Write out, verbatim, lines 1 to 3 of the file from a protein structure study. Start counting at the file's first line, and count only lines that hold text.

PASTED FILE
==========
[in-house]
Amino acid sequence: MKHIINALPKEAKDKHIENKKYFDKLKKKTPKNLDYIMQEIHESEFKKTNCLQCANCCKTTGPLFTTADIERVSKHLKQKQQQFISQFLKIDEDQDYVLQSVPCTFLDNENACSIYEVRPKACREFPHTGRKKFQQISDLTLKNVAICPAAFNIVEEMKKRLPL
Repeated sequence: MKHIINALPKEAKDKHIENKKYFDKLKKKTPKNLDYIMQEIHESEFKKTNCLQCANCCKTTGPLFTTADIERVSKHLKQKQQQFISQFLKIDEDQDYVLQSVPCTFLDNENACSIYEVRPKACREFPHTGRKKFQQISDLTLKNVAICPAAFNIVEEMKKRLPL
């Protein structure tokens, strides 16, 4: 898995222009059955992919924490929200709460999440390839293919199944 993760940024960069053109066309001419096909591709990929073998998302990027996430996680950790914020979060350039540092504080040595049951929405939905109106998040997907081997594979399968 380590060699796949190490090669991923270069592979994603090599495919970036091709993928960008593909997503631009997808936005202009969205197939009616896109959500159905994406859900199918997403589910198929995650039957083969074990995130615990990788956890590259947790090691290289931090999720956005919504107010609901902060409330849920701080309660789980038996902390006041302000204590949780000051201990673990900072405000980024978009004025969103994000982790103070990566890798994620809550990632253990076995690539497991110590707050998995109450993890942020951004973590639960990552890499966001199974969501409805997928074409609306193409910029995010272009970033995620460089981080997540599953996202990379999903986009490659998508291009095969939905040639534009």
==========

[in-house]
Amino acid sequence: MKHIINALPKEAKDKHIENKKYFDKLKKKTPKNLDYIMQEIHESEFKKTNCLQCANCCKTTGPLFTTADIERVSKHLKQKQQQFISQFLKIDEDQDYVLQSVPCTFLDNENACSIYEVRPKACREFPHTGRKKFQQISDLTLKNVAICPAAFNIVEEMKKRLPL
Repeated sequence: MKHIINALPKEAKDKHIENKKYFDKLKKKTPKNLDYIMQEIHESEFKKTNCLQCANCCKTTGPLFTTADIERVSKHLKQKQQQFISQFLKIDEDQDYVLQSVPCTFLDNENACSIYEVRPKACREFPHTGRKKFQQISDLTLKNVAICPAAFNIVEEMKKRLPL